So, how do we know which spectral patterns match up with which elements? Well, a kind of spectral scopic[spectroscopic] library veloments[of elements] was compiled using swing[flame]tests. A known element, Er..say a piece of iron for example, is heatedin a pure gas flame, the iron eventually heats to the point that itradiates light, this light is passed through a prisum[prism],which breaks it up into a spectrum, and a unique pattern, kind of likea chemical finger print of spectral lines for that element appears.This process was repeated over and over again for many differentelements, so we can figure out the chemical makeup of another star, bycomparing the spectral pattern it has to the pattern of the elements inthe library.

Oh, an interesting story about how one of these elements was discoveredthrough spectroscopy. There was a pretty extensive library of spectralline patterns of elements, even by the 1860s, a British astronomer wasanalyzing a spectral graph[spectrograph]of sunlight, and he noticed a paticular pattern of spectral lines thatdidn't match anything in the library. So he put two and two together,and decided there was an element in the sun that hadn't been discoveredhere on the earth yet. And he guesses about what that element is, it'sactually turned out to be pretty common, and I'm sure all of you knowit. OK, let's try something else. Any of you happen to be familiar witha Greek word for sun, by chance?

Something like Healious[Helius], or something like that. Oh, it must be Healium[Helium]. See you are saying that Healium[helium] was discovered on the sun first. Yes, and this is a good example of how important spectroscopy is in Astronomy.

拖延害死人呀~~一个晚上搞两篇。。。。。。还都是lecture
不抛弃,不放弃,那些做到这六个字的人,抛弃了什么,又放弃了什么?
班长,我又想明白啦!
我不知道后面的路有多长,可我想坚持着跑完全程。

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发表于 2009-12-6 12:06:47 |显示全部楼层
本帖最后由 名字是个词儿 于 2009-12-6 16:27 编辑

12月6日 听写 TPO L1 C1
蓝色为写错的。紫色斜体为需要学习的单词和词组。下划线为跟读暴露的薄弱环节。

Listen to part of a conversation between a student and a librarian.

Hi, I really hope you can help me.

That's why I'm here, what can I do for you?

I'm supposed to do a literiture[literature] review for my psychology course, but I'm having a hard time finding articles. I don't even know where to start looking.

You said this is for your psychology course, right? So your focus is on...

Dream Interpretation.

Well, you have a focus, so that's already a good start. Um, well there are a few things...Oh, wait, have you checked to see if your professor put any materials for you to look at on reserve?

Aha, That's one thing I did know to do. I just copied an article, but I still need three more on my topic from three different jourals.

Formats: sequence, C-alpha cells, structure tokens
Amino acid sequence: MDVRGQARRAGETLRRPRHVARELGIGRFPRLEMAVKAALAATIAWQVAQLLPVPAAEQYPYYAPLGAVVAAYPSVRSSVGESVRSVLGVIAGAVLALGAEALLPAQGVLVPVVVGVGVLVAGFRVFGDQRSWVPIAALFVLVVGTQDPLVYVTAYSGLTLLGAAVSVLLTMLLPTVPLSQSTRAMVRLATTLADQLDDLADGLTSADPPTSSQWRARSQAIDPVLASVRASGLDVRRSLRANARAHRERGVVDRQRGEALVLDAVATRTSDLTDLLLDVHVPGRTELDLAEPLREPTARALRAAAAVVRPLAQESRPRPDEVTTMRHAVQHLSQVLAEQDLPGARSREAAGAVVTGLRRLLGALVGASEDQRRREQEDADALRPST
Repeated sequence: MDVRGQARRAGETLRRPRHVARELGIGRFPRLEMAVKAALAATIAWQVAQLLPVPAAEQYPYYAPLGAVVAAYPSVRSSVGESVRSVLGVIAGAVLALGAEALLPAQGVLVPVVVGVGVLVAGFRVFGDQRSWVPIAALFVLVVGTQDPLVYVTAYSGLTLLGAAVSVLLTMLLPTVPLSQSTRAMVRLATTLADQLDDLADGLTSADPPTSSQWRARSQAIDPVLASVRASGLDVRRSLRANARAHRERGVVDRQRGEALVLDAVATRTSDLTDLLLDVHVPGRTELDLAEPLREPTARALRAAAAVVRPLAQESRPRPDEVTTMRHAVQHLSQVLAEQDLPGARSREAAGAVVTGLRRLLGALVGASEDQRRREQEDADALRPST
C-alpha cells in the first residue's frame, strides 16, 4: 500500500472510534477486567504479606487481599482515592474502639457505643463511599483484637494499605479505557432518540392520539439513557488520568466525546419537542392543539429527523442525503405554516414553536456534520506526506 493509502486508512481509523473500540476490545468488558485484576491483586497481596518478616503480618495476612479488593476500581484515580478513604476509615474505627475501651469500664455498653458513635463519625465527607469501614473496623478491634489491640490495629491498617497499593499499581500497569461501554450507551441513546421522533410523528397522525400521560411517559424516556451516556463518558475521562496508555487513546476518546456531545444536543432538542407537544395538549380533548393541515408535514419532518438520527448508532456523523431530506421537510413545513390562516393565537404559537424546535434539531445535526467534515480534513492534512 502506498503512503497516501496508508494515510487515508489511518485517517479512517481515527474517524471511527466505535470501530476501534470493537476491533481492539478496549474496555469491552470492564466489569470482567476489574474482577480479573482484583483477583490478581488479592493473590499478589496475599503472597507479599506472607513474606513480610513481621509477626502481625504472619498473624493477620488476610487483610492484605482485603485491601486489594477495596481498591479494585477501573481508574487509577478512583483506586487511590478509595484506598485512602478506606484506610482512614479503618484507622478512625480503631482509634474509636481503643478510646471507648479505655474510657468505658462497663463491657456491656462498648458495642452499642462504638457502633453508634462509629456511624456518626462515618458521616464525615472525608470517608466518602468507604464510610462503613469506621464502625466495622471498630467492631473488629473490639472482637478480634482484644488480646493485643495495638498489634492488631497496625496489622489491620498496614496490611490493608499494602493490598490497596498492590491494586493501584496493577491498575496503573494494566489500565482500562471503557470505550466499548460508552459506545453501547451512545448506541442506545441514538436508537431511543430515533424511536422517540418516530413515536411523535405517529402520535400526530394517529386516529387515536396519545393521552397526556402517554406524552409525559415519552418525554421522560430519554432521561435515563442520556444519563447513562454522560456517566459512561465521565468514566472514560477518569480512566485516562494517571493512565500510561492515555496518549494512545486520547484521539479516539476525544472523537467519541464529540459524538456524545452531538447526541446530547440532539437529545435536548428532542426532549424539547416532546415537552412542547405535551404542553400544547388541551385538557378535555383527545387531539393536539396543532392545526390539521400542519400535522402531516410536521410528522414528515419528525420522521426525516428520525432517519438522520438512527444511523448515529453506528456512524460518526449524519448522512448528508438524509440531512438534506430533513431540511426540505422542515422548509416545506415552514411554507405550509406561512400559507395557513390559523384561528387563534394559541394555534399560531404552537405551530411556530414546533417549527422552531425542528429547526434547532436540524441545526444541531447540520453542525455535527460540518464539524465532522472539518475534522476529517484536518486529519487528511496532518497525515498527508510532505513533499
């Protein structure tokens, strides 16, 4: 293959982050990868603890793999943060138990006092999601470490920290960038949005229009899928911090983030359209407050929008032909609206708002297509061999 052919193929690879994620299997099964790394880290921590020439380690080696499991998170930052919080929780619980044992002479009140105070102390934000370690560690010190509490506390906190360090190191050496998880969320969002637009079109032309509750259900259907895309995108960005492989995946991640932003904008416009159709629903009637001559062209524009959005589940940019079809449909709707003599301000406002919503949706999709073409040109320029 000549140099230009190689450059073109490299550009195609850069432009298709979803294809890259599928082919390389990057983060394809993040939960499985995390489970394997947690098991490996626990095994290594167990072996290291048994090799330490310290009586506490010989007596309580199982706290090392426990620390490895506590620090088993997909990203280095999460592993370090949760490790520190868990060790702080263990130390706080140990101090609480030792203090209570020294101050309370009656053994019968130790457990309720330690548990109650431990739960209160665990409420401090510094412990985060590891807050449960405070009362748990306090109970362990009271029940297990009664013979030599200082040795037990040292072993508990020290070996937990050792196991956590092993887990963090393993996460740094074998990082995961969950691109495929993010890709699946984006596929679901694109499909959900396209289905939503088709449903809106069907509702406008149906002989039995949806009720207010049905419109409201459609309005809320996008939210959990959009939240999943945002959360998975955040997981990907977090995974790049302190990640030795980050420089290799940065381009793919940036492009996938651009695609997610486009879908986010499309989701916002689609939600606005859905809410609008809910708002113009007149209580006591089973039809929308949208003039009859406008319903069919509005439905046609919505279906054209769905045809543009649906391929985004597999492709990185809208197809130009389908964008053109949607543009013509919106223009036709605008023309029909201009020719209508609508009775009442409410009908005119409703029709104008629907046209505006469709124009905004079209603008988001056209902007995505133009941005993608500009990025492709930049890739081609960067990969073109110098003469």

Let's get you going on looking for those then. We have printed versions of 20 or so psychology journals in the reference section. These are the ones published within the last year. Now that I think about it, there is a journal name Sleep and Dreams...

Oh yeah, the artical I just copied is from that journal, so I've got to look at[in] other sources.

OK, actually most of our materials are avialable[available] electronically now. You can access psychology databases or electronic journals and articles through the library's computers, and if you wanted to search by title with the word "dream" for example, just type it in and all the articles with "dream" in the title will come up on the screen.

Cool, that's great! Too bad I can't do this from home.

But you can. All of the library's databases and electronic sources can be accessed through any computer connected to the university's network.

Really? I can't believe I didn't know that. It still sounds like it's gonna take a while though, you know, going through all of that information, all of those sources.

Maybe, but you already narrowed your search down to articles on dream interpretation, so it shouldn't be too bad. And you probably noticed[notice] that there is an abstract, or summary, at top of the first page of the article you copied. When you go into the databases and eletronic sources, you have the option to display the abstracts on the computer screen. Skimming those to decide whether or not you want to read the whole article should cut down some time.

Right, abstracts, they will definitely make the project more doable. I guess I should try out the electronic search while I'm still here then, you know, just in case.

Sure, that computer is free over there, and I'll be here till five this afternoon.

Thanks, I feel a lot better about this assignment now.
不抛弃,不放弃,那些做到这六个字的人,抛弃了什么,又放弃了什么?
班长,我又想明白啦!
我不知道后面的路有多长,可我想坚持着跑完全程。

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发表于 2009-12-6 12:34:29 |显示全部楼层
哈哈,我也等下准备听写了。。。我一天也听2--3篇这个光景,不过我是倒着听的,我是从TPO11开始往前听,留着12做最后效果测试,我发现我对enviroment sience巨头疼,我错的地方一般是冠词,多了少了a,the,that什么的,对了,还有时态,,咱们以后可以多讨论哦。。。。有点费时间,确实

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荣誉版主 寄托与我 IBT Zeal Sagittarius射手座

发表于 2009-12-6 12:53:05 |显示全部楼层
名字同学,我看好你!
俺在你帖子里踩一下,俺也立此为证同你一起练听抄!
我会慢慢追上你的。

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发表于 2009-12-6 16:22:31 |显示全部楼层
本帖最后由 名字是个词儿 于 2009-12-6 16:29 编辑

哈哈,多谢tian和03捧场!
我做的还差得远,一天搞一篇就不够时间了。诸葛还说,要练到能脱稿背诵。。。。每天一套。。。。所以说牛人自有他牛的道理。
大家一起加油啊~~~~~以九品芝麻官的精神,学习周星星三寸不烂之舌,磨死ETS!
不抛弃,不放弃,那些做到这六个字的人,抛弃了什么,又放弃了什么?
班长,我又想明白啦!
我不知道后面的路有多长,可我想坚持着跑完全程。